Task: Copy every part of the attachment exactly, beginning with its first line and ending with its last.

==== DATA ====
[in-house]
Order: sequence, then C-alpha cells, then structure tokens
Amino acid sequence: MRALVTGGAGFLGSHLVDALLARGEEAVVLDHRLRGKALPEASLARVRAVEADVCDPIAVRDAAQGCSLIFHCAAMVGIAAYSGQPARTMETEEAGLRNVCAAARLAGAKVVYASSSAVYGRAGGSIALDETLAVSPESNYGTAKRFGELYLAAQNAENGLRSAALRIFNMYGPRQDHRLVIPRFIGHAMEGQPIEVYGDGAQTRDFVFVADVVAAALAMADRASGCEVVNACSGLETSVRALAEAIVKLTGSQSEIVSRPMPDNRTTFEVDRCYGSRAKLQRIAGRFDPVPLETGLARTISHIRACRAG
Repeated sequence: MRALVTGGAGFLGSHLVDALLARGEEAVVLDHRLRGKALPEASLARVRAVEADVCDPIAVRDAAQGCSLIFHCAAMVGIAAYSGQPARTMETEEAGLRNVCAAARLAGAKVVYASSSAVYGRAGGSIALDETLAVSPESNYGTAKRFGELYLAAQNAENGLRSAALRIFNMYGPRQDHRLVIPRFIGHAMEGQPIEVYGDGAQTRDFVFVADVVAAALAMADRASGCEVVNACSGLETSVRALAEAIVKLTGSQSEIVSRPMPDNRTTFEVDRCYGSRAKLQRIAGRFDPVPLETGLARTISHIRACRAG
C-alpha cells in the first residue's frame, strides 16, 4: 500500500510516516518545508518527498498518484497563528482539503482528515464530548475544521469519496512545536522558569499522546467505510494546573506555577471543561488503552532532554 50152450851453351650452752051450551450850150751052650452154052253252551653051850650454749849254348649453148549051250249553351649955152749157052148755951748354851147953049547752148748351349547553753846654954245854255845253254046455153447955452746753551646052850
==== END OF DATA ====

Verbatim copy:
[in-house]
Order: sequence, then C-alpha cells, then structure tokens
Amino acid sequence: MRALVTGGAGFLGSHLVDALLARGEEAVVLDHRLRGKALPEASLARVRAVEADVCDPIAVRDAAQGCSLIFHCAAMVGIAAYSGQPARTMETEEAGLRNVCAAARLAGAKVVYASSSAVYGRAGGSIALDETLAVSPESNYGTAKRFGELYLAAQNAENGLRSAALRIFNMYGPRQDHRLVIPRFIGHAMEGQPIEVYGDGAQTRDFVFVADVVAAALAMADRASGCEVVNACSGLETSVRALAEAIVKLTGSQSEIVSRPMPDNRTTFEVDRCYGSRAKLQRIAGRFDPVPLETGLARTISHIRACRAG
Repeated sequence: MRALVTGGAGFLGSHLVDALLARGEEAVVLDHRLRGKALPEASLARVRAVEADVCDPIAVRDAAQGCSLIFHCAAMVGIAAYSGQPARTMETEEAGLRNVCAAARLAGAKVVYASSSAVYGRAGGSIALDETLAVSPESNYGTAKRFGELYLAAQNAENGLRSAALRIFNMYGPRQDHRLVIPRFIGHAMEGQPIEVYGDGAQTRDFVFVADVVAAALAMADRASGCEVVNACSGLETSVRALAEAIVKLTGSQSEIVSRPMPDNRTTFEVDRCYGSRAKLQRIAGRFDPVPLETGLARTISHIRACRAG
C-alpha cells in the first residue's frame, strides 16, 4: 500500500510516516518545508518527498498518484497563528482539503482528515464530548475544521469519496512545536522558569499522546467505510494546573506555577471543561488503552532532554 50152450851453351650452752051450551450850150751052650452154052253252551653051850650454749849254348649453148549051250249553351649955152749157052148755951748354851147953049547752148748351349547553753846654954245854255845253254046455153447955452746753551646052850